New Westminster candidates address election forum
The six candidates hoping to be New Westminster's next MLA came to the Inn at the Quay on Wednesday night to be put under the microscope by voters at the New Westminster Chamber of Commerce's all-candidates forum.
The event managed to draw a crowd of about 100, who came despite the twin draws of a warm, sunny evening and the Canucks' first game in the Stanley Cup series.
The leading candidate, at least according to the provincial polls along with the city's history of electing New Democrats, Judy Darcy was confident and forceful, perhaps unsurprising given her previous experience as a union leader.
Youthful, but far from inexperienced, challenger Hector Bremner was smooth in his defence of his BC Liberal party's record in government the last 12 years, highlighting his 14 years in the business world.
"Business is more than a bottom line. It puts food on our table. It's what pays for our services," Bremner said.
Terry Teather of the BC Greens emphasized how his party is coming of age, even though it's 30 years old, with policies developed on many topics. "It's no longer a one-issue party," he insisted.
Conservative Paul Forseth played the native son card, having grown up in New Westminster and represented the city as an Member of Parliament in Ottawa for 12 years.
Independent James Crosty, a resident of the Quay, presented himself as the friendly neighbour willing to lend a hand, unburdened by having to toe the party line and instead bringing disparate stakeholders together to come to a compromise. "A vote for me is a vote for yourself," said Crosty. "I think I've proven my voice is fairly loud. I get people's attention."
Longshot B.C. Libertarian party candidate Lewis Dahlby frequently spoke quietly, but still made some bold statements. "Governments routinely trample on the rights of individuals," he said. "Democracy is not what it's cracked up to be, it's a flawed concept." He then pointed out it was a democracy in Germany that let Hitler loose on the world and another in the United States that allowed slavery for centuries. He also said climate change is a bit ridiculous and "it's an asinine term to use. We've always had climate change … It's way overrated. Young people will realize what a hoax this was."
Transportation has become a top issue in New Westminster the last few years, with the city fighting with regional authorities and the provincial government over the United Boulevard Extension, the Pattullo Bridge and the North and South Fraser perimeter roads.
"We're asked to take a lot. We need a proper regional strategy," said Bremner. "We have seen lots of studies. We haven't seen a plan to mitigate the traffic ... This is a conversation so crucial to this city and to this province in the next four years."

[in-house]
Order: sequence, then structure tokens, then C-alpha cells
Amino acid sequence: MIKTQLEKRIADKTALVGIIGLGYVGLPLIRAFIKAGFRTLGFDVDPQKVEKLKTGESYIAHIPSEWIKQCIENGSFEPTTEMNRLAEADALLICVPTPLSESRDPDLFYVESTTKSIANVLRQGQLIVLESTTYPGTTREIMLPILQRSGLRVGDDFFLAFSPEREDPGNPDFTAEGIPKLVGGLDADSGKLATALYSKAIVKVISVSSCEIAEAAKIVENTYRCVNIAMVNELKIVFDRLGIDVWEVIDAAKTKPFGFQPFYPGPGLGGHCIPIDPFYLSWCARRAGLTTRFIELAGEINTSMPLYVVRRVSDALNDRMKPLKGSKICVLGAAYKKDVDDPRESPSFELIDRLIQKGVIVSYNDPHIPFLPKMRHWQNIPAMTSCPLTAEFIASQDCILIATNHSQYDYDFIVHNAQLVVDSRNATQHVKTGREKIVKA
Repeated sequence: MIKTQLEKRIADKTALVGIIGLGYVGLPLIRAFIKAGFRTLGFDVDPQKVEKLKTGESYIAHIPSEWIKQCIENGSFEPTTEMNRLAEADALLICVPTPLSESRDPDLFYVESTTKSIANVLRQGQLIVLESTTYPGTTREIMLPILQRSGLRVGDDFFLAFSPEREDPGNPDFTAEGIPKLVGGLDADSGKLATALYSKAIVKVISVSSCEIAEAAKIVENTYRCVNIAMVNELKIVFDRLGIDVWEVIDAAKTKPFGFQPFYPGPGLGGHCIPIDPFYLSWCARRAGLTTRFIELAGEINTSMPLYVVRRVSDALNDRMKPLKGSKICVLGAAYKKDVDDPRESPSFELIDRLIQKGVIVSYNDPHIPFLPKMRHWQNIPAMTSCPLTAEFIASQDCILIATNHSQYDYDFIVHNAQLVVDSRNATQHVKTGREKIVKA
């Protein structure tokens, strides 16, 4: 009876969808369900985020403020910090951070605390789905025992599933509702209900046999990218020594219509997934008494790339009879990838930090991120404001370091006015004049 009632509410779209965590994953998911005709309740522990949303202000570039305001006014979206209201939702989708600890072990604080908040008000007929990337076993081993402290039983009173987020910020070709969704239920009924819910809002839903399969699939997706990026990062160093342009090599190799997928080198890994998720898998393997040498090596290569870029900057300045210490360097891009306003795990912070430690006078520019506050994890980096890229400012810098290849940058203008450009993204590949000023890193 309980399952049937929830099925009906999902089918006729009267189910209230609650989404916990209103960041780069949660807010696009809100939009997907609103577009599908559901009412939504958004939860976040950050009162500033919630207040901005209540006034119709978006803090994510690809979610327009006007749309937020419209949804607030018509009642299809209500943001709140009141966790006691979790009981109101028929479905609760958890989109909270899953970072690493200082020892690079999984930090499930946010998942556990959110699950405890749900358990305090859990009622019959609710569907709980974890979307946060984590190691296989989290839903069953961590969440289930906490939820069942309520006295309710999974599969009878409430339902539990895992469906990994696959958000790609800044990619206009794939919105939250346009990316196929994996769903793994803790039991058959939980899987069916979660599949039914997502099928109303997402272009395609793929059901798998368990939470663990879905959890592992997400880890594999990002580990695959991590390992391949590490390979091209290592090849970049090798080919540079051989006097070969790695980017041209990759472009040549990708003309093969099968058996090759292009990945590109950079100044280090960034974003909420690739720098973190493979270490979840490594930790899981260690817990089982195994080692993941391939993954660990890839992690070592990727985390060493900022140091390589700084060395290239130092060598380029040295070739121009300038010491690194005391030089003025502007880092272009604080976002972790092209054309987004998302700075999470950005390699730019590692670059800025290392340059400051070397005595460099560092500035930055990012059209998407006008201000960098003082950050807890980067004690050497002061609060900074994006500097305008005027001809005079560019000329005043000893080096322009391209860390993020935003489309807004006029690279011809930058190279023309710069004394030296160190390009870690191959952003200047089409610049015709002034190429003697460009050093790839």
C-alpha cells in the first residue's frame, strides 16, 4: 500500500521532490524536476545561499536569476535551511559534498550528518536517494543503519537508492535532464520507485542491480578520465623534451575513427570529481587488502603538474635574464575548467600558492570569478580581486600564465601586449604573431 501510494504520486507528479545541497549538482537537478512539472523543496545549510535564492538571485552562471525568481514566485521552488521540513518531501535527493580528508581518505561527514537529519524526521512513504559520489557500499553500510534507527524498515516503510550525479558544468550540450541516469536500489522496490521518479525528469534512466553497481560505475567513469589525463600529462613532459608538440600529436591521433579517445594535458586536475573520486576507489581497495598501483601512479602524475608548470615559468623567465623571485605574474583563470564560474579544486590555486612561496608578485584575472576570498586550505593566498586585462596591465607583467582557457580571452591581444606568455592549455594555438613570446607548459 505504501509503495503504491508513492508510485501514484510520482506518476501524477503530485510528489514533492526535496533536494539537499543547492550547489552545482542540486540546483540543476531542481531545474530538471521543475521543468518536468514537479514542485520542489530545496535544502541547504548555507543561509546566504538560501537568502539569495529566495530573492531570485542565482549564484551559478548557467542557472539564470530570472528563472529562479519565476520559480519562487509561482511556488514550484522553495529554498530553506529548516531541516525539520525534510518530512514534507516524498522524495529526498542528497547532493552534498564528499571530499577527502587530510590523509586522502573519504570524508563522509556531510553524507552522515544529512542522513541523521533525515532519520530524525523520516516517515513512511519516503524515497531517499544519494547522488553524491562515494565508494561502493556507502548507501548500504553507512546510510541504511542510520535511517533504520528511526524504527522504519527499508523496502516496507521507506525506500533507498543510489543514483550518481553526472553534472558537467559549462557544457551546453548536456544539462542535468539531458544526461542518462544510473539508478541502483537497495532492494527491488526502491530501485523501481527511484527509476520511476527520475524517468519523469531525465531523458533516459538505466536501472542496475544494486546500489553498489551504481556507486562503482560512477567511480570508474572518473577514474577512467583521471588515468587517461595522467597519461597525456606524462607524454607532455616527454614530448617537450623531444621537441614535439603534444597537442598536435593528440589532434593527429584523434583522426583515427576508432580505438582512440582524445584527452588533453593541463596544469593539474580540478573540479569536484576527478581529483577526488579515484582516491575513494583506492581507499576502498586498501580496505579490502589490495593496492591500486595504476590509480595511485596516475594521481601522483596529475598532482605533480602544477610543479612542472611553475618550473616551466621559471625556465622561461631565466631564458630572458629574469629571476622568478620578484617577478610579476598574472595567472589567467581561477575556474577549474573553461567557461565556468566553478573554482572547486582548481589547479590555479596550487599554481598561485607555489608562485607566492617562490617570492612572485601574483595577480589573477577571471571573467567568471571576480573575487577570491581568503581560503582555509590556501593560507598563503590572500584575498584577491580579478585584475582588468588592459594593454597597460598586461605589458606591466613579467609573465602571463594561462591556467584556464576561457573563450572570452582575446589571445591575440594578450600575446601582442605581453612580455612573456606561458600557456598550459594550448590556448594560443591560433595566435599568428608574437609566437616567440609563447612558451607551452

Forseth said transportation is the lifeblood of the economy and although it's a struggle to find a balance between people and the movement of goods, investment in transportation has to be made.
Teather, on the other hand, said affordable, efficient public transportation paid for by a carbon tax has to be implemented. He called for more bike and pedestrian lanes, including proposing the Pattullo Bridge have only two lanes for traffic and two dedicated for bicycles and pedestrians.
Darcy said the NDP would also expand the carbon tax to invest in public transit and asserted TransLink is unaccountable and "likes to run roughshod over New Westminster."
But Dahlby, who owns a trucking business, praised the province for building a new Port Mann Bridge, the Golden Ears Bridge, South Fraser Perimeter Road and expanding Highway 1.
Concerns about the emergency department at Royal Columbian Hospital from a questioner got a sympathetic response from Darcy, who recently went there with her husband for treatment.
"The time to wait was simply unacceptable. We need to get all the stakeholders together to address the problem," said Darcy, who noted it's not just providing more doctors and nurses but also making sure there are enough beds for the patients and home support for follow-up care to ease the pressure at the ER.
"There are a lot of pieces to the puzzle," she said.
Bremner, however, had the opposite experience in two trips to emergency recently, praising the service his family received, although he plans to push for redevelopment of RCH. "That hospital does a lot more than it's been designed to do," he admitted.
Forseth said health care is a matter of spending priorities.
"It's mainly a funding pressure," he said. "We've got to grow the economy. It's the only way we're going to get the money to pay for the health care we need."
Other topics included the environment, pipelines, paying down the debt and small business training and trades training for women.